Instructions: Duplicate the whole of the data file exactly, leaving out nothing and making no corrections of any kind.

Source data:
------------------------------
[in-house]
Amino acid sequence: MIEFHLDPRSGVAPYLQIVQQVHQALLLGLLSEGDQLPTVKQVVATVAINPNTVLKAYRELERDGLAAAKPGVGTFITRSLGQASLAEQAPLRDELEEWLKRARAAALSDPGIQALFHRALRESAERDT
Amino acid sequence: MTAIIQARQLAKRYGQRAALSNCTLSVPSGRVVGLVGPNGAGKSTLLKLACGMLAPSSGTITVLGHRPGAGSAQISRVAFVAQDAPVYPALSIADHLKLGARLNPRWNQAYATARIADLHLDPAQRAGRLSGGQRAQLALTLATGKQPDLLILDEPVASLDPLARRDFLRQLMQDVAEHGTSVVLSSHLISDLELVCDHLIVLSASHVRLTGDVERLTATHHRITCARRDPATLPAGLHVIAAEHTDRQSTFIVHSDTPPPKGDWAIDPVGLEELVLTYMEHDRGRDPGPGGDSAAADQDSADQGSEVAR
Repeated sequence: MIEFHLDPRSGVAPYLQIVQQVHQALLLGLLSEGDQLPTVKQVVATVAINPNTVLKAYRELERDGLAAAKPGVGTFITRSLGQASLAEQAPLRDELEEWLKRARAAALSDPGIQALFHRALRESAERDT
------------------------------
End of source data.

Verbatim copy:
[in-house]
Amino acid sequence: MIEFHLDPRSGVAPYLQIVQQVHQALLLGLLSEGDQLPTVKQVVATVAINPNTVLKAYRELERDGLAAAKPGVGTFITRSLGQASLAEQAPLRDELEEWLKRARAAALSDPGIQALFHRALRESAERDT
Amino acid sequence: MTAIIQARQLAKRYGQRAALSNCTLSVPSGRVVGLVGPNGAGKSTLLKLACGMLAPSSGTITVLGHRPGAGSAQISRVAFVAQDAPVYPALSIADHLKLGARLNPRWNQAYATARIADLHLDPAQRAGRLSGGQRAQLALTLATGKQPDLLILDEPVASLDPLARRDFLRQLMQDVAEHGTSVVLSSHLISDLELVCDHLIVLSASHVRLTGDVERLTATHHRITCARRDPATLPAGLHVIAAEHTDRQSTFIVHSDTPPPKGDWAIDPVGLEELVLTYMEHDRGRDPGPGGDSAAADQDSADQGSEVAR
Repeated sequence: MIEFHLDPRSGVAPYLQIVQQVHQALLLGLLSEGDQLPTVKQVVATVAINPNTVLKAYRELERDGLAAAKPGVGTFITRSLGQASLAEQAPLRDELEEWLKRARAAALSDPGIQALFHRALRESAERDT